Andrew Garfield in tick, tick … Boom! (Netflix)

A self-promoter promotes Broadway’s political cult.

‘What’s stopping you?” the hero of tick tick . . . Boom! asks a fellow careerist, who answers, “Jesse Helms and the Moral Majority.” It’s a stale joke, taking us back to the Nineties, a time when many arts institutions, including the New York theater world, targeted their political and cultural enemies as a sign of integrity. Tick, tick . . . BOOM! romanticizes the political disdain still raging among Broadway liberals.

This biopic, saluting Broadway composer Jonathan Larson, is a convoluted adaptation of the only theatrical production Larson wrote before Rent made him posthumously famous. Lin-Manuel Miranda directs the film with both personal and political sympathy. He shares not only Larson’s inordinate acclaim (Rent was the most venerated Broadway show of the past quarter century until Miranda’s Hamilton) but the egotistical politics that come with it.

Both men’s legends and their self-importance merge through Jon, a wannabe Broadway composer (he’s the aforementioned careerist) who, like Larson, dreads that, with his 30th birthday approaching, he’ll never best the Broadway debut, at age 27, of his musical-comedy idol, Stephen Sondheim.

Andrew Garfield plays Jon as a creepy mouth-breather, counting down to success or implosion. Unable to complete a key song for an upcoming showcase, Jon annoys his adoring girlfriend Susan (Alexandra Shipp) and best friend Michael (Robin de Jesus) by flaunting his hyperactive, unrecognized genius. No support system is large enough for Jon, who rebukes Michael for his advertising job (“It’s tricking people into buying s*** they don’t want”), a profession no different from show business itself.

Jon’s workshop musical, Superbia, is petulant, derivative, and mediocre. The Larson compositions overuse lists as lyrics, obvious rhymes, and piano-based anthems. One big number is called “Action Speaks Louder Than Words.” Another, “Johnny Can’t Decide,” suffers from a repetitive vocabulary. Its “decide, decide, decide” refrain rips off the Talking Heads song “Tentative Decisions,” minus spirited pop ingenuity. David Byrne and band had teased the crises of gender relations and social-role expectations. (“The boys want to talk about those problems / And the girls say they’re concerned with decisiveness.”) Its brilliance showed why rock’s emotional directness surpassed dull Broadway convention. But Jon/Larson concocts existential angst through strained, hackneyed contrivances.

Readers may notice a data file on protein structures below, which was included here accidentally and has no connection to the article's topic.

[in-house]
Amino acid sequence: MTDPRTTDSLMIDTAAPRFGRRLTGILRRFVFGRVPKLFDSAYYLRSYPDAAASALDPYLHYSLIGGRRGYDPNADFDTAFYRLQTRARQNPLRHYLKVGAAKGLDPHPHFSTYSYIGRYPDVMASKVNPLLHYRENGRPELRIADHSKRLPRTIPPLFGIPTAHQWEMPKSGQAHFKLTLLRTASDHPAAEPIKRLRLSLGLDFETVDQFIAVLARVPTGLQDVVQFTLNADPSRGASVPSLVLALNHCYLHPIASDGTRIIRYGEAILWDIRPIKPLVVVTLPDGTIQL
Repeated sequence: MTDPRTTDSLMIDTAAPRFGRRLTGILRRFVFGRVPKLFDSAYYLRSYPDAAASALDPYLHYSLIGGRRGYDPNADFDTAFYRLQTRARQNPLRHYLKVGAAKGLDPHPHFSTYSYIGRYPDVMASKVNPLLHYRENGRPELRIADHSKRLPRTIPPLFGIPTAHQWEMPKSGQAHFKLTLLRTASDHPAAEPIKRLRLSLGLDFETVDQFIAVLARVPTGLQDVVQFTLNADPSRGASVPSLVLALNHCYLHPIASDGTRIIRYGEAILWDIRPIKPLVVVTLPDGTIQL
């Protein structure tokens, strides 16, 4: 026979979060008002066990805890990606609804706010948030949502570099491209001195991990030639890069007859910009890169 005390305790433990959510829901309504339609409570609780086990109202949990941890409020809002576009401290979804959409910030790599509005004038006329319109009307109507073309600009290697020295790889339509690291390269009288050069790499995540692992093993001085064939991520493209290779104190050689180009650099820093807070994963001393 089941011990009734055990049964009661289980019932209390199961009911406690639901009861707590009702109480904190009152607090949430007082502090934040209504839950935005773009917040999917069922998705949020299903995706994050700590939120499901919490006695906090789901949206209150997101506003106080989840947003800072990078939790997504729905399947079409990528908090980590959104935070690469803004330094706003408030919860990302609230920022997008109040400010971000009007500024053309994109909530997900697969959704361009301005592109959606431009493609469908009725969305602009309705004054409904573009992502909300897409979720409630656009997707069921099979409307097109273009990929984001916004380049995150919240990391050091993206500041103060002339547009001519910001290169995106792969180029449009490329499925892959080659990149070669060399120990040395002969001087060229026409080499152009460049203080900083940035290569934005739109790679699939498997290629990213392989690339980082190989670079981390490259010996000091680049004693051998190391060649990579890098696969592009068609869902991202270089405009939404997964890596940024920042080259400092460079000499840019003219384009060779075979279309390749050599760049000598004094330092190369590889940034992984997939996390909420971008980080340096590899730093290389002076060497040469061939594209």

It’s hard to take tick, tick . . . BOOM! seriously when show-tune formula is chosen over spirited pop-music articulation. Jon/Larson’s sensibility mistakes sub–Steven Sondheim cynicism for sophistication. “Everyone’s unhappy,” Jon yells at Susan. “That’s what New York is!” That’s how Broadway mavens justify their own corruption.

Tick, tick . . . BOOM! epitomizes the close-mindedness of contemporary Broadway, the big-ticket tourist trap. Jon’s bubble of enablers feels like a dress rehearsal for Rent. His story trots out the same character types, creative-class snobbery, and self-serving platitudes that have become showbiz orthodoxy.

So what’s this Inside Broadway vanity project doing on the big screen? Broadway is no longer America’s lingua franca. The myth of its cultural standing is sustained only by the media’s determined effort to assert the hegemony of the ruling elite — thus the Hamilton phenomenon beloved by Hollywood and the Beltway but that pop audiences rejected.

Now here’s Miranda taking up Jonathan Larson’s mission. Miranda’s fast-track careerism has had three film productions this year: Encanto, In the Heights, and tick, tick . . . BOOM! The latter is his film-directing debut, as if rivaling the prodigious Laurence Olivier, Orson Welles, Sacha Guitry, and Noel Coward, which he can’t.

Tick, tick…BOOM! is marked by prismatic flashbacks, Seinfeld stand-up routines, and unrelenting smugness. Then, during Larson’s anthem “Sunday,” Miranda calls in fellow Broadway narcissists — “legends” — such as André De Shields, Renée Elise Goldsberry, Joel Grey, Bebe Neuwirth, Bernadette Peters, Phylicia Rashad, Chita Rivera, and Phillipa Soo as his Broadway-liberal flank.

Tick, tick…BOOM! uses the Jonathan Larson careerist cult to promote Broadway narcissism. It’s the most obnoxious showbiz biopic since De-Lovely disgraced Cole Porter.

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